# Removing $e^{-in\pi x/\ell}$ from an integral

I’m considering a proof of the convergence of the Fourier series. It begins by considering the full Fourier series of the periodic extension of $\phi$ defined on $[-\ell, \ell]$.

The full Fourier series is

$$\sum_{n=-\infty}^\infty C_ne^{\frac{in\pi x}\ell}, \quad C_n = \frac{1}{2\ell}\int_{-\ell}^\ell \phi(x)e^{\frac{-in\pi x}{\ell}}dx.$$

Then we attempt to bound $|C_n|$ as

$$|C_n| \leq \frac{1}{2\ell}\int_{-\ell}^{\ell} \left|\phi(x)e^{\frac{-in\pi x}{\ell}}\right| dx = \frac{1}{2\ell} \int_{-\ell}^\ell \left|\phi(x)\right|dx \leq \sup_{x \in [-\ell, \ell]} \left|\phi(x)\right|$$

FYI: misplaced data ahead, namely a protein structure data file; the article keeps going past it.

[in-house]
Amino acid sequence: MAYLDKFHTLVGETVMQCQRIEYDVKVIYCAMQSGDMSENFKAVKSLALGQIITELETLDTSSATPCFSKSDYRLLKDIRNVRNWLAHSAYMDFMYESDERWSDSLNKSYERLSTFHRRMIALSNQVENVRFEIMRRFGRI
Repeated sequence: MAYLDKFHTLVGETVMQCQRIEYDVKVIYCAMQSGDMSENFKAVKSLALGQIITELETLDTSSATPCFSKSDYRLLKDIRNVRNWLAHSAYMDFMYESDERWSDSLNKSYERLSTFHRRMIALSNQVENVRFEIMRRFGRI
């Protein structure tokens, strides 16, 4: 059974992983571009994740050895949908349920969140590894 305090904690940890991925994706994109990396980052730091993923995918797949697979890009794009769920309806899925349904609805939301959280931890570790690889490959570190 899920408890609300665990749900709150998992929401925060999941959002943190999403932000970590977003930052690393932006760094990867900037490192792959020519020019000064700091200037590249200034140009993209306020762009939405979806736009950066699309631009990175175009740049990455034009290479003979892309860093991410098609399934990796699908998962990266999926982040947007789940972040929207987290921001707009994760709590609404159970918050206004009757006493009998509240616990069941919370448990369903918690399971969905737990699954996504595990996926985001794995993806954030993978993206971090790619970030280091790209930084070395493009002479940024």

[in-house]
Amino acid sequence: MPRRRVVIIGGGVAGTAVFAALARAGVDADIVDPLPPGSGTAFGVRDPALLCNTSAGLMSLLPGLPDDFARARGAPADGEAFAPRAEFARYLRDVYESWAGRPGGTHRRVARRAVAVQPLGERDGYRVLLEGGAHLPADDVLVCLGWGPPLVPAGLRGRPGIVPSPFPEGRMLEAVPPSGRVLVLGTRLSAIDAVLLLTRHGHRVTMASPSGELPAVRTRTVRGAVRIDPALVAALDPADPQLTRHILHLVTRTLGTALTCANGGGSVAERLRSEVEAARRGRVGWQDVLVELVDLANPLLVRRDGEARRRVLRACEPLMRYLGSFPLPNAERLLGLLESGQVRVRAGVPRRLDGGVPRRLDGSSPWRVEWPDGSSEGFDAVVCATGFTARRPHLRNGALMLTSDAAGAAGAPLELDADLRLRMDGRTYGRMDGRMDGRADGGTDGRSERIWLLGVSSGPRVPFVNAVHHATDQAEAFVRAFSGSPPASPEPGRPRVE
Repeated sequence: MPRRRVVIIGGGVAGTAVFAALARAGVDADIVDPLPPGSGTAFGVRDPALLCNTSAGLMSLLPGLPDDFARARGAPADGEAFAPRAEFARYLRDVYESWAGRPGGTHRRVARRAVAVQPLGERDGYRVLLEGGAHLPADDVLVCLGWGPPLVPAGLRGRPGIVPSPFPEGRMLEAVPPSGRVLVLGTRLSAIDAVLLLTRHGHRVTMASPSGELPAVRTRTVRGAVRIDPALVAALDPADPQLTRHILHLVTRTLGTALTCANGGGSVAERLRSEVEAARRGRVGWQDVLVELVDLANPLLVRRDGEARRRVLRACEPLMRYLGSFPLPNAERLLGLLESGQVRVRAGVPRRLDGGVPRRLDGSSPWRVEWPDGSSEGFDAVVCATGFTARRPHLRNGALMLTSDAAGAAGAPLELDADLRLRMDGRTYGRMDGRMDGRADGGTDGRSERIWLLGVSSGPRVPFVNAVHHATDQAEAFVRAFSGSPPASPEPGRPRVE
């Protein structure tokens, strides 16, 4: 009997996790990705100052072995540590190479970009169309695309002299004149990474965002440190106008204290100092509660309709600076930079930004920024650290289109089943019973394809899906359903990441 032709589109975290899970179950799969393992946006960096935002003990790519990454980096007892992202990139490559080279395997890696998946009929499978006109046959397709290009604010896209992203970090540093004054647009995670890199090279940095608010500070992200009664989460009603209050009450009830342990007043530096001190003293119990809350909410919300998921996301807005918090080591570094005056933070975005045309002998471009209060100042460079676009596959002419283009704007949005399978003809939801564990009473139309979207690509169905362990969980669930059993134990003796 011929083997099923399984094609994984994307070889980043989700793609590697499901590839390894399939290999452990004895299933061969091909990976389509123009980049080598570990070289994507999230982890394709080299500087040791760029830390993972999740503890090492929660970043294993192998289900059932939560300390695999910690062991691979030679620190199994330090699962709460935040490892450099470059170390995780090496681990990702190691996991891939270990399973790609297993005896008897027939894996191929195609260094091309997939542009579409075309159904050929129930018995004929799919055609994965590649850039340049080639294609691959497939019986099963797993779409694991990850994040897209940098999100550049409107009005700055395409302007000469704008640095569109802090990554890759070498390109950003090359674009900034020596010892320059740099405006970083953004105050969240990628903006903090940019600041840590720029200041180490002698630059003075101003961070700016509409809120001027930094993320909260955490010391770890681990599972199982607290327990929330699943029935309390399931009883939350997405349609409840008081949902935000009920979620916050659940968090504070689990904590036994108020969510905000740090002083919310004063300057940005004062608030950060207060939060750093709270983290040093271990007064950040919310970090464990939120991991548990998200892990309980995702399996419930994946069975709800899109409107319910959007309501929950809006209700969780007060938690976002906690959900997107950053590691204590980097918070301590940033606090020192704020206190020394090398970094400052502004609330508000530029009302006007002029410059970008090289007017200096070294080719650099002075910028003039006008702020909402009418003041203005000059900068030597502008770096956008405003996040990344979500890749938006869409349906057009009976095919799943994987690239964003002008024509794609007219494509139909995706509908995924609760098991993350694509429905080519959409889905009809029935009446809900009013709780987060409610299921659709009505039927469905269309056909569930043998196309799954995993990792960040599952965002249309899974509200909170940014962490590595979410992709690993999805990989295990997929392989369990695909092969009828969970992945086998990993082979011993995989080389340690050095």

I do not understand the justification for the first equality. Why can we drop the $|e^{\frac{in \pi x}{\ell}}|$ term from the integrand?

#### Solutions Collecting From Web of "Removing $e^{-in\pi x/\ell}$ from an integral"

For a real number $y$, $|e^{iy}| = 1$ since

$$|e^{iy}| = \sqrt{e^{iy}\overline{e^{iy}}} = \sqrt{e^{iy}e^{-iy}} = \sqrt{e^{i(y-y)}} = \sqrt{e^0} = \sqrt{1} = 1.$$

$|e^{it}| = 1$ if $t$ is real.